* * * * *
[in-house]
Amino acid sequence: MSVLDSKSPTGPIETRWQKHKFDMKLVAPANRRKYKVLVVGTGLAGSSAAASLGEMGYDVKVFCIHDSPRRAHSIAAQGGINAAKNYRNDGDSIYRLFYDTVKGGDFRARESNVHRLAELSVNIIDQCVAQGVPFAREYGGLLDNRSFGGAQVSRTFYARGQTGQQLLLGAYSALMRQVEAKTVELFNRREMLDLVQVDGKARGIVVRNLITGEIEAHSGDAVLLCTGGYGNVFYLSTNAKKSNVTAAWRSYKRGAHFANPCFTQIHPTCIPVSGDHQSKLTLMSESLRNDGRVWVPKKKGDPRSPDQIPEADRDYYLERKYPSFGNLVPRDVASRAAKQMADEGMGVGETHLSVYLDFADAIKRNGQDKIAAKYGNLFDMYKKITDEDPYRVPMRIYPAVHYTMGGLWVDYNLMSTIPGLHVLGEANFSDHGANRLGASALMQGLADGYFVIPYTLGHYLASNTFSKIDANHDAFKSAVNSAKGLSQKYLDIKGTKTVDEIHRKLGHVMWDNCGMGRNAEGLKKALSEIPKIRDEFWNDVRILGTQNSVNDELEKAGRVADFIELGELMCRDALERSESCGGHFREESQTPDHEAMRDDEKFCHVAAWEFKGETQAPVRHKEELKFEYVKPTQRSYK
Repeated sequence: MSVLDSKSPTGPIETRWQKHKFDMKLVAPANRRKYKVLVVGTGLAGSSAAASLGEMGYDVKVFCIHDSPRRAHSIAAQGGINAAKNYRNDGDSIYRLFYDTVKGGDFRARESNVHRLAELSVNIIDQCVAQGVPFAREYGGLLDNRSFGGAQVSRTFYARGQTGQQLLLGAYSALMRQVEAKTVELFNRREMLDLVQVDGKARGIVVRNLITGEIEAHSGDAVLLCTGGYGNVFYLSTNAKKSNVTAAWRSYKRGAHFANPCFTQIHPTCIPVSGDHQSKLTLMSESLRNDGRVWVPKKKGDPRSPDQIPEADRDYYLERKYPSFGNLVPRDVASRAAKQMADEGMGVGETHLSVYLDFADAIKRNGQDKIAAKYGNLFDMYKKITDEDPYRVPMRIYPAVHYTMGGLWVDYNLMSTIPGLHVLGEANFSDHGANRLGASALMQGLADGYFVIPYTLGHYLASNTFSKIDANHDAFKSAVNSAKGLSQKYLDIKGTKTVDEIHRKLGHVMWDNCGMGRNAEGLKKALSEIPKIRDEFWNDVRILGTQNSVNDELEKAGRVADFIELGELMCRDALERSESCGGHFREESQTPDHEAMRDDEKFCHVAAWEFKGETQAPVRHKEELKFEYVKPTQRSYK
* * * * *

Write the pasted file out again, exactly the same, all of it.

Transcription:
[in-house]
Amino acid sequence: MSVLDSKSPTGPIETRWQKHKFDMKLVAPANRRKYKVLVVGTGLAGSSAAASLGEMGYDVKVFCIHDSPRRAHSIAAQGGINAAKNYRNDGDSIYRLFYDTVKGGDFRARESNVHRLAELSVNIIDQCVAQGVPFAREYGGLLDNRSFGGAQVSRTFYARGQTGQQLLLGAYSALMRQVEAKTVELFNRREMLDLVQVDGKARGIVVRNLITGEIEAHSGDAVLLCTGGYGNVFYLSTNAKKSNVTAAWRSYKRGAHFANPCFTQIHPTCIPVSGDHQSKLTLMSESLRNDGRVWVPKKKGDPRSPDQIPEADRDYYLERKYPSFGNLVPRDVASRAAKQMADEGMGVGETHLSVYLDFADAIKRNGQDKIAAKYGNLFDMYKKITDEDPYRVPMRIYPAVHYTMGGLWVDYNLMSTIPGLHVLGEANFSDHGANRLGASALMQGLADGYFVIPYTLGHYLASNTFSKIDANHDAFKSAVNSAKGLSQKYLDIKGTKTVDEIHRKLGHVMWDNCGMGRNAEGLKKALSEIPKIRDEFWNDVRILGTQNSVNDELEKAGRVADFIELGELMCRDALERSESCGGHFREESQTPDHEAMRDDEKFCHVAAWEFKGETQAPVRHKEELKFEYVKPTQRSYK
Repeated sequence: MSVLDSKSPTGPIETRWQKHKFDMKLVAPANRRKYKVLVVGTGLAGSSAAASLGEMGYDVKVFCIHDSPRRAHSIAAQGGINAAKNYRNDGDSIYRLFYDTVKGGDFRARESNVHRLAELSVNIIDQCVAQGVPFAREYGGLLDNRSFGGAQVSRTFYARGQTGQQLLLGAYSALMRQVEAKTVELFNRREMLDLVQVDGKARGIVVRNLITGEIEAHSGDAVLLCTGGYGNVFYLSTNAKKSNVTAAWRSYKRGAHFANPCFTQIHPTCIPVSGDHQSKLTLMSESLRNDGRVWVPKKKGDPRSPDQIPEADRDYYLERKYPSFGNLVPRDVASRAAKQMADEGMGVGETHLSVYLDFADAIKRNGQDKIAAKYGNLFDMYKKITDEDPYRVPMRIYPAVHYTMGGLWVDYNLMSTIPGLHVLGEANFSDHGANRLGASALMQGLADGYFVIPYTLGHYLASNTFSKIDANHDAFKSAVNSAKGLSQKYLDIKGTKTVDEIHRKLGHVMWDNCGMGRNAEGLKKALSEIPKIRDEFWNDVRILGTQNSVNDELEKAGRVADFIELGELMCRDALERSESCGGHFREESQTPDHEAMRDDEKFCHVAAWEFKGETQAPVRHKEELKFEYVKPTQRSYK